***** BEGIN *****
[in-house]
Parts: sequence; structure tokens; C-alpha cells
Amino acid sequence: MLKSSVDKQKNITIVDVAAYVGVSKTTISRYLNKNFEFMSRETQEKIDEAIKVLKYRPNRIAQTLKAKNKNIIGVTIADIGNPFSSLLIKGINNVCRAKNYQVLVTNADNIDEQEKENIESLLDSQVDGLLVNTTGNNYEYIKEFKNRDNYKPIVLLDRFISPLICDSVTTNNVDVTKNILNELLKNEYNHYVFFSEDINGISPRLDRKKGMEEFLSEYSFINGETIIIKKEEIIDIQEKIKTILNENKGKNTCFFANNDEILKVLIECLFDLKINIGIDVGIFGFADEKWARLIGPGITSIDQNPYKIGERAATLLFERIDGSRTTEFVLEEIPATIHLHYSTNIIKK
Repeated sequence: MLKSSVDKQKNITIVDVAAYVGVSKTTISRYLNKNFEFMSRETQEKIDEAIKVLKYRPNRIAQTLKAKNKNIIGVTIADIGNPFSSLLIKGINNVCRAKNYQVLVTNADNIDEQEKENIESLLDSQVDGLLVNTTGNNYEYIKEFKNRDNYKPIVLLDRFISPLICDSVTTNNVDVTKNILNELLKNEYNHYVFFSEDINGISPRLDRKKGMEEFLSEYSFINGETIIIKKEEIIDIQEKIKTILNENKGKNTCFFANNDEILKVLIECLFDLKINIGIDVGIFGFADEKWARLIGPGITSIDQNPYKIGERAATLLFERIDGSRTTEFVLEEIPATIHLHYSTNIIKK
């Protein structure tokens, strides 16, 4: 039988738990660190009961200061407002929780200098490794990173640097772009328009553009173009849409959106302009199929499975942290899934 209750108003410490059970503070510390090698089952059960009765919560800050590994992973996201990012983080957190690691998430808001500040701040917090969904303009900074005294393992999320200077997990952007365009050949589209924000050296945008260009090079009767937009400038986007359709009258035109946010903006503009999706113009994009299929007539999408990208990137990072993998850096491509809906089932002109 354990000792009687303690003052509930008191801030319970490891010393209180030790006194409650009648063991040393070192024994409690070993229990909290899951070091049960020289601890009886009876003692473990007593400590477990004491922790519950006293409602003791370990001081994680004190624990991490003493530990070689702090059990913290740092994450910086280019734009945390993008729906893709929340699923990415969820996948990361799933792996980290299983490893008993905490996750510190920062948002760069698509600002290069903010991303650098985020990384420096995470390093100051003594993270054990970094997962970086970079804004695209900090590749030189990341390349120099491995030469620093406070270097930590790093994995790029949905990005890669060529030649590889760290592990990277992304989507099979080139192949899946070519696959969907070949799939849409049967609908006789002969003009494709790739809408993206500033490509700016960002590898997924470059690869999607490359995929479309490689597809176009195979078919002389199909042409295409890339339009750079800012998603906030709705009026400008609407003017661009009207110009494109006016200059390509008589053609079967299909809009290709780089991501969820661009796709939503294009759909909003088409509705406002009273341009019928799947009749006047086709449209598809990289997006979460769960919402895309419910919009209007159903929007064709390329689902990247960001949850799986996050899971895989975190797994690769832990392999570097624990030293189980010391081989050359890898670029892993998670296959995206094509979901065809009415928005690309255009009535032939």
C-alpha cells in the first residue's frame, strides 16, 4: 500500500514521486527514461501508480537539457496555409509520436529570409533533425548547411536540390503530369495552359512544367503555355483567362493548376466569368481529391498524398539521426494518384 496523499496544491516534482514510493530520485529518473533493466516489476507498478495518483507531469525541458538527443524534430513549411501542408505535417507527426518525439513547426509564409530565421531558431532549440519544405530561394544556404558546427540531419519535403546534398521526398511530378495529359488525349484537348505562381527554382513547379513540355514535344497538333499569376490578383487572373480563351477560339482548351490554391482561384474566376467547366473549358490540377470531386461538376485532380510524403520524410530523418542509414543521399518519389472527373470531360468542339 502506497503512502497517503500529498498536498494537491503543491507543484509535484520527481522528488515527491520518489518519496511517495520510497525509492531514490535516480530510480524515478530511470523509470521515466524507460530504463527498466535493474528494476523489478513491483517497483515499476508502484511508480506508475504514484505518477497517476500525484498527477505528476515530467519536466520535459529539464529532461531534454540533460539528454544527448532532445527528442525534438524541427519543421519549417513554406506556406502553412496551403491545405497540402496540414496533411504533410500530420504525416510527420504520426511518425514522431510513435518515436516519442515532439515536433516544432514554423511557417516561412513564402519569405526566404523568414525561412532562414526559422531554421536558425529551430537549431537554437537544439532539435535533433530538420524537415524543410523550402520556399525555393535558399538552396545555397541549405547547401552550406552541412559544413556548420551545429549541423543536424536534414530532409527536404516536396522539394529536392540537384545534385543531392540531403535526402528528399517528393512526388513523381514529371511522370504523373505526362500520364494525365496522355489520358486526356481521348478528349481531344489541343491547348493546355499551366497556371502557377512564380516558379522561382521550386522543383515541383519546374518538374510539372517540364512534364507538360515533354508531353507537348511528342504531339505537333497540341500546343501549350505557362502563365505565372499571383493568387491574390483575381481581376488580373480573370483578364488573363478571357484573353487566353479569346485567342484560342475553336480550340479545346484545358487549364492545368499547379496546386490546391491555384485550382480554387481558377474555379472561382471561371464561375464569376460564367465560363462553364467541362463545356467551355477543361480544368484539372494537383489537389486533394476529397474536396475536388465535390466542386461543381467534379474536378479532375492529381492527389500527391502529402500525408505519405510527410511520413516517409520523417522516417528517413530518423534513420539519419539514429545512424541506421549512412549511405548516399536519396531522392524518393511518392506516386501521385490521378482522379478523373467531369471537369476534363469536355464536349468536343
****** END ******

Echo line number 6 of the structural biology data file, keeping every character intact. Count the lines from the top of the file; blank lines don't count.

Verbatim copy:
C-alpha cells in the first residue's frame, strides 16, 4: 500500500514521486527514461501508480537539457496555409509520436529570409533533425548547411536540390503530369495552359512544367503555355483567362493548376466569368481529391498524398539521426494518384 496523499496544491516534482514510493530520485529518473533493466516489476507498478495518483507531469525541458538527443524534430513549411501542408505535417507527426518525439513547426509564409530565421531558431532549440519544405530561394544556404558546427540531419519535403546534398521526398511530378495529359488525349484537348505562381527554382513547379513540355514535344497538333499569376490578383487572373480563351477560339482548351490554391482561384474566376467547366473549358490540377470531386461538376485532380510524403520524410530523418542509414543521399518519389472527373470531360468542339 502506497503512502497517503500529498498536498494537491503543491507543484509535484520527481522528488515527491520518489518519496511517495520510497525509492531514490535516480530510480524515478530511470523509470521515466524507460530504463527498466535493474528494476523489478513491483517497483515499476508502484511508480506508475504514484505518477497517476500525484498527477505528476515530467519536466520535459529539464529532461531534454540533460539528454544527448532532445527528442525534438524541427519543421519549417513554406506556406502553412496551403491545405497540402496540414496533411504533410500530420504525416510527420504520426511518425514522431510513435518515436516519442515532439515536433516544432514554423511557417516561412513564402519569405526566404523568414525561412532562414526559422531554421536558425529551430537549431537554437537544439532539435535533433530538420524537415524543410523550402520556399525555393535558399538552396545555397541549405547547401552550406552541412559544413556548420551545429549541423543536424536534414530532409527536404516536396522539394529536392540537384545534385543531392540531403535526402528528399517528393512526388513523381514529371511522370504523373505526362500520364494525365496522355489520358486526356481521348478528349481531344489541343491547348493546355499551366497556371502557377512564380516558379522561382521550386522543383515541383519546374518538374510539372517540364512534364507538360515533354508531353507537348511528342504531339505537333497540341500546343501549350505557362502563365505565372499571383493568387491574390483575381481581376488580373480573370483578364488573363478571357484573353487566353479569346485567342484560342475553336480550340479545346484545358487549364492545368499547379496546386490546391491555384485550382480554387481558377474555379472561382471561371464561375464569376460564367465560363462553364467541362463545356467551355477543361480544368484539372494537383489537389486533394476529397474536396475536388465535390466542386461543381467534379474536378479532375492529381492527389500527391502529402500525408505519405510527410511520413516517409520523417522516417528517413530518423534513420539519419539514429545512424541506421549512412549511405548516399536519396531522392524518393511518392506516386501521385490521378482522379478523373467531369471537369476534363469536355464536349468536343